Surviving cold weather due to catastrophic events

Surviving Cold Weather due to Catastrophic Events

Posted by L. Woodrow Ross on February 24, 2021

Recent catastrophic weather events in Texas have wreaked havoc on residents and businesses alike. The abnormal weather conditions have caused unexpected power outages, burst water pipes, shortage of food and water and even resulted in the death of some individuals. Although we can’t always foresee the hazards that we must endure, we can use some tactics to survive them. Some of these are very elementary, but could be the difference in life or death.

It has been heart-breaking to see the loss of life and the struggle that the Texas population has endured in the last few days. Life may always be expected to throw some curve ball our way, but here are some ways to prepare for the worst based on my experience as a primitive and survival skills instructor.

Tips for Surviving in Severe Cold Weather Conditions


If unexpected, severe cold weather causes power loss, here are some tips for surviving in place. When the power fails to your home and is expected to be a long-term situation, do the following:

  • Consider pitching a tent inside your residence. If you have sleeping bags, place them inside the tent. Sleep inside the tent with the flap closed. Use extra blankets if your sleeping bag is not rated for low temps. Use a stocking cap or beanie to keep your head warm if your bag is not a “Mummy” bag that covers all but your face.
  • Keep battery powered lights close at hand.
  • Run some water for emergency consumption (filling a bathtub is a good idea for flushing toilets, etc.) and then cut off the water at the point where it enters the house. This will reduce the likelihood of pipes bursting and causing extensive damage. The bath tub could be filled for bathing and general use, and clean container for potable water.
  • Cut off the power for the hot water heater at the breaker box so that when the power is restored, the elements will not be damaged due to lack of water.
  • A gas fireplace or wood-burning fireplace is a good source of heat, but it is vital that the gas supply is not allowed to be low in the event of such an event.
  • Wood burning fireplaces are good sources of heat, but when not putting out heat if the fire burns low or goes out at night, heat is lost up the chimney, unless a heat resistant fire screen restricts the draft. If this is available, once the fire dies down, the screen should be closed. Don’t just close the damper, as this will divert smoke into the home.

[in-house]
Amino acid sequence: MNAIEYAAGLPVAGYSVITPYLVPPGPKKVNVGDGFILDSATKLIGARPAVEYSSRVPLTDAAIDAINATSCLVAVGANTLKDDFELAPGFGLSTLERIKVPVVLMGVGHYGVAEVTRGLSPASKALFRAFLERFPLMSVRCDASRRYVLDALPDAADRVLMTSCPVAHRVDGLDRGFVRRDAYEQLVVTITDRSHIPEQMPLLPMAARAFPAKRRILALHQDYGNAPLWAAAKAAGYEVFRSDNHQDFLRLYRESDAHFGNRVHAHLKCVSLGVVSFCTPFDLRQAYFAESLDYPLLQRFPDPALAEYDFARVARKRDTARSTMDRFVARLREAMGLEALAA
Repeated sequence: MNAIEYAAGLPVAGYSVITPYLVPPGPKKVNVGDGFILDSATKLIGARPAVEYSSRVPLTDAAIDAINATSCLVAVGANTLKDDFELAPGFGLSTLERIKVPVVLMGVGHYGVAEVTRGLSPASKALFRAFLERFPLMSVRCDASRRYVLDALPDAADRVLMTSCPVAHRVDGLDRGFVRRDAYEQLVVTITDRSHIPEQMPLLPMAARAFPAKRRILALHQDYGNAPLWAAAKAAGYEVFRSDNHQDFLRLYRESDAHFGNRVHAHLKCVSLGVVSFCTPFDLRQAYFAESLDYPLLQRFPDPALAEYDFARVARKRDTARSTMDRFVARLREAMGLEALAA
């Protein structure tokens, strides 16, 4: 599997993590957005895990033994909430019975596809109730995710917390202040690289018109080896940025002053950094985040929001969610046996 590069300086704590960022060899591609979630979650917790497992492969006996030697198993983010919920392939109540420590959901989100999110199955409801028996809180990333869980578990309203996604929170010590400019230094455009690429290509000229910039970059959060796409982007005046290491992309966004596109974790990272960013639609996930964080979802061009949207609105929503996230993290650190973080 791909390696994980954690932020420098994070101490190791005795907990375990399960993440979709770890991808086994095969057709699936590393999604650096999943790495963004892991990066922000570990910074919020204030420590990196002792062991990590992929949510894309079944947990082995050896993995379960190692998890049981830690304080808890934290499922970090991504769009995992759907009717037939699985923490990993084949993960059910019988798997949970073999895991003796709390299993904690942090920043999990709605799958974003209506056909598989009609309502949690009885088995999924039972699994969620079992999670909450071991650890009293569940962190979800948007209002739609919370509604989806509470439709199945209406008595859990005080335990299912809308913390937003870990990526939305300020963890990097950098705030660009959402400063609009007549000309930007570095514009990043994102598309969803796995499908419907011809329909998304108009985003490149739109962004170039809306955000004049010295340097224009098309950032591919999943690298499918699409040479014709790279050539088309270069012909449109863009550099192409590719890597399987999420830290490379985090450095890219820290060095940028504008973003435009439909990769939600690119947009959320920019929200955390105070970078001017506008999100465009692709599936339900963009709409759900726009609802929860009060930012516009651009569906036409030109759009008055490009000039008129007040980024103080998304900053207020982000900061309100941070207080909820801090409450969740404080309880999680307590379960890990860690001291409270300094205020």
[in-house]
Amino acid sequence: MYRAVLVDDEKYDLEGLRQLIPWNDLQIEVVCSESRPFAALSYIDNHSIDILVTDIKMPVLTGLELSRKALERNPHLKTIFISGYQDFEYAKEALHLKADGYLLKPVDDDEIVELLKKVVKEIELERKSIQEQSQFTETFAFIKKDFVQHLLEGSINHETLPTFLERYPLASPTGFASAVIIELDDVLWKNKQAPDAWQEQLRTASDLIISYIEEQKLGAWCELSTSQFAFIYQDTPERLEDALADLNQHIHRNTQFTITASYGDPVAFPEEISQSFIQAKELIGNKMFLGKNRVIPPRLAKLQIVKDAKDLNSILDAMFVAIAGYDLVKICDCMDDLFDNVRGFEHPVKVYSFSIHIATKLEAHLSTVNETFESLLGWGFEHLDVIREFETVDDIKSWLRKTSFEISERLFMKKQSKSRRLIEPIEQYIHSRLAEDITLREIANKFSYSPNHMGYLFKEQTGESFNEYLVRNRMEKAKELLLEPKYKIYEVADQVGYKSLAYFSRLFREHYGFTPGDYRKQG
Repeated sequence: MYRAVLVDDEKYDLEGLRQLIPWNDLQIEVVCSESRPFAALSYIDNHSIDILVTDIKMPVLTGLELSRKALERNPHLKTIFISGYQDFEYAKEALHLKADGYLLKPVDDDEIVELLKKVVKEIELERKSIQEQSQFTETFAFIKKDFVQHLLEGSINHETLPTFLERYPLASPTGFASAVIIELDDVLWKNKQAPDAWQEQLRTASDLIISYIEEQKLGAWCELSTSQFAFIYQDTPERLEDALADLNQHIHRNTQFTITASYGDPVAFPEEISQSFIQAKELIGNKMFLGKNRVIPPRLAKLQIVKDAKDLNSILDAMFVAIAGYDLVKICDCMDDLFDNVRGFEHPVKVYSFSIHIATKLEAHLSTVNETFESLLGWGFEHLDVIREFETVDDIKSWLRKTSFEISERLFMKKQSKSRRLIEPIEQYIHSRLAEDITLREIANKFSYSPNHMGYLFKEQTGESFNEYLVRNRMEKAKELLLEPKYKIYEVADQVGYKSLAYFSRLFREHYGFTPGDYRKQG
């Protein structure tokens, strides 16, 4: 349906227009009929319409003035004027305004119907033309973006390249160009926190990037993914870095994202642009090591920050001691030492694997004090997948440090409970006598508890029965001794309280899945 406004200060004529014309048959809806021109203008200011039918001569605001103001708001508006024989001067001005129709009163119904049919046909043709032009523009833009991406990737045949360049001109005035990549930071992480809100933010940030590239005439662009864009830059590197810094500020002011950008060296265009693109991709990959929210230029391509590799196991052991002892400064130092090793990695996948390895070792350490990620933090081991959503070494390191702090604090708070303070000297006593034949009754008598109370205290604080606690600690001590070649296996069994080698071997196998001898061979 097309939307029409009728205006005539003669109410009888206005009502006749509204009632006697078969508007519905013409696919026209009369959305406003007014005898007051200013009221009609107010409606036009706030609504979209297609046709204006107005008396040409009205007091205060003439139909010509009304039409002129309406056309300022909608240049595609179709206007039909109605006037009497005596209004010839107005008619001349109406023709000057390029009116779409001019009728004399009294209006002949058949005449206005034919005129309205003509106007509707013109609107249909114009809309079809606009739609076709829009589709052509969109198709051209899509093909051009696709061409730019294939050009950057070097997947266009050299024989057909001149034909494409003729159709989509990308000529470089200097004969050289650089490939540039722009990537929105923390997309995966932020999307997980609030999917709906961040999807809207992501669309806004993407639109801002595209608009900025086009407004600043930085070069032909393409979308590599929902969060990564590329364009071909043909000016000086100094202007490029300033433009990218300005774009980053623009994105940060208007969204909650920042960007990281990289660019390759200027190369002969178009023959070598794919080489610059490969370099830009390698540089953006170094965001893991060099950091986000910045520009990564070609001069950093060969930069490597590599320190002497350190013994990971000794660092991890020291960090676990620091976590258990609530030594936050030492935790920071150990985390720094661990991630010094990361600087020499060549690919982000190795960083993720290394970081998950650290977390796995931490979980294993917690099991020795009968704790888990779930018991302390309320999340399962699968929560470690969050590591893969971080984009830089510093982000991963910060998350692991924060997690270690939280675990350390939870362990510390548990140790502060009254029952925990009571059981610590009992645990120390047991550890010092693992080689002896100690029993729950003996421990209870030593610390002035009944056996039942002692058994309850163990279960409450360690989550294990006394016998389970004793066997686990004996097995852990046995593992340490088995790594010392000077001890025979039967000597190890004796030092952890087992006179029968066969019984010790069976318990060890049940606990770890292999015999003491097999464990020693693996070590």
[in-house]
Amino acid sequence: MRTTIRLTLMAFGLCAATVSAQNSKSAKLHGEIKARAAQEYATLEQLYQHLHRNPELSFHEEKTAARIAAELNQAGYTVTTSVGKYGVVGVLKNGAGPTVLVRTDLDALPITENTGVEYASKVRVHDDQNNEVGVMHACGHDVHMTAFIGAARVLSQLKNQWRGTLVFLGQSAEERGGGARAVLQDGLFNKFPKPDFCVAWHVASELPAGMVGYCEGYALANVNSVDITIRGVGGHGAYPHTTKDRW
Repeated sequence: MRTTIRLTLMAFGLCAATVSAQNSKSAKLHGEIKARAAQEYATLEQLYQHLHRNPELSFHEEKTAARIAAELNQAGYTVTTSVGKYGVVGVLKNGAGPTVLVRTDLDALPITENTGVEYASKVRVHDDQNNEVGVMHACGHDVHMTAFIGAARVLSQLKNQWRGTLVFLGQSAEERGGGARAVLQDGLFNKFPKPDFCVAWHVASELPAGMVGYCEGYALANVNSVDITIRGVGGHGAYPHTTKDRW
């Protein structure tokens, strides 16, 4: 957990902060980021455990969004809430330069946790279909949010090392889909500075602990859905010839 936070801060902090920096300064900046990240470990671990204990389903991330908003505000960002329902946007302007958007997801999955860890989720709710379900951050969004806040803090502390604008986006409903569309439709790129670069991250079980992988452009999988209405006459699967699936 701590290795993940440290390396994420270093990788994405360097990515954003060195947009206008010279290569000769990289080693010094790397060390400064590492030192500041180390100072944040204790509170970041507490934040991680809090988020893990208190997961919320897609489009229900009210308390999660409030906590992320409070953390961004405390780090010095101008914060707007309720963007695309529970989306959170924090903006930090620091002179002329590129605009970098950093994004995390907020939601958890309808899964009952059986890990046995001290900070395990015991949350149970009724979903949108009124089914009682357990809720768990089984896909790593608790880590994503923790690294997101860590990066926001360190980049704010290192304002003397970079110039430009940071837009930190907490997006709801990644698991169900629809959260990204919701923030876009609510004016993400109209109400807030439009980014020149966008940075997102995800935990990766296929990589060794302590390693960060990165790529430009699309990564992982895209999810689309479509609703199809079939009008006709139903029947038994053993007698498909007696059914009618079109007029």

• If a wood-burning stove or fireplace is available, it is only an option if a good supply of  dry wood is maintained.
  • Don’t run an automobile in an enclosed garage for heat, as carbon monoxide is a silent killer.
  • Highways can be very dangerous, but if you must drive, pack some essentials to allow for survival if you become stranded. Be sure to carry blankets, water and snacks such as granola bars. A large tin can, such as the 32 ounce or similar vegetable container with the content removed make a good emergency heater. Carry a supply of candles. Light a candle and drip wax on the inside bottom of the can. Place the candle onto the melted wax. The candle will heat the walls of the metal can and will provide life-saving heat in a vehicle.

Cooking Without Power During an Emergency

cooking without power

One of the necessities that occurs during power outage is the need to cook. It is advisable to keep a good supply of propane that can be used for gas grills, gas griddles or gas smokers. These can be used to prepare food and melt ice or snow for water.

Charcoal grills could also be adapted for emergency usage, but would not be quite as convenient due to ignition and allowing time for charcoal to reach optimum temperature. Also, the cost would be more for charcoal than for gas.

If it's not snowing too hard, you can also cook over an open campfire. Learn more in: Cooking Without Power: An Introduction to Dutch Ovens and Cooking Over Wood: Cast Iron Cooking Techniques and More.

Care for Outside Animals


Don’t forget to provide for outside animals. They may require extra bedding and housing should be draft proof. Extra food should be kept on hand to provide for emergency use. In severe cold, food consumption might be higher, since their bodies must burn fuel to generate warmth.

We hope not to see events such as the one that occurred in Texas, but we have seen extreme suffering due to volcanic eruption, hurricanes, tornadoes and more.

We cannot cause these events not to happen, but we can lessen the effect by being prepared.

L. Woodrow Ross

L. Woodrow Ross lives in upstate South Carolina with his lovely wife Margaret. He has written more than 500 newspaper articles, contributed to Rethink Rural, Carolina Sportsman, Primitive Archer, Palmetto Gills and Game and online resources. In addition, he has 38 books on Amazon Kindle: "how-to" outdoor books, a historical novel, suspense novels, a suspense novella, an Alaska travel guide, Greater Yellowstone destination guide and more. A 39th book is a work in progress and focuses on a young man’s dream of becoming a Montana rancher and includes historical references. Ross is a primitive/ survival skills instructor enjoying most things involving outdoor sports.

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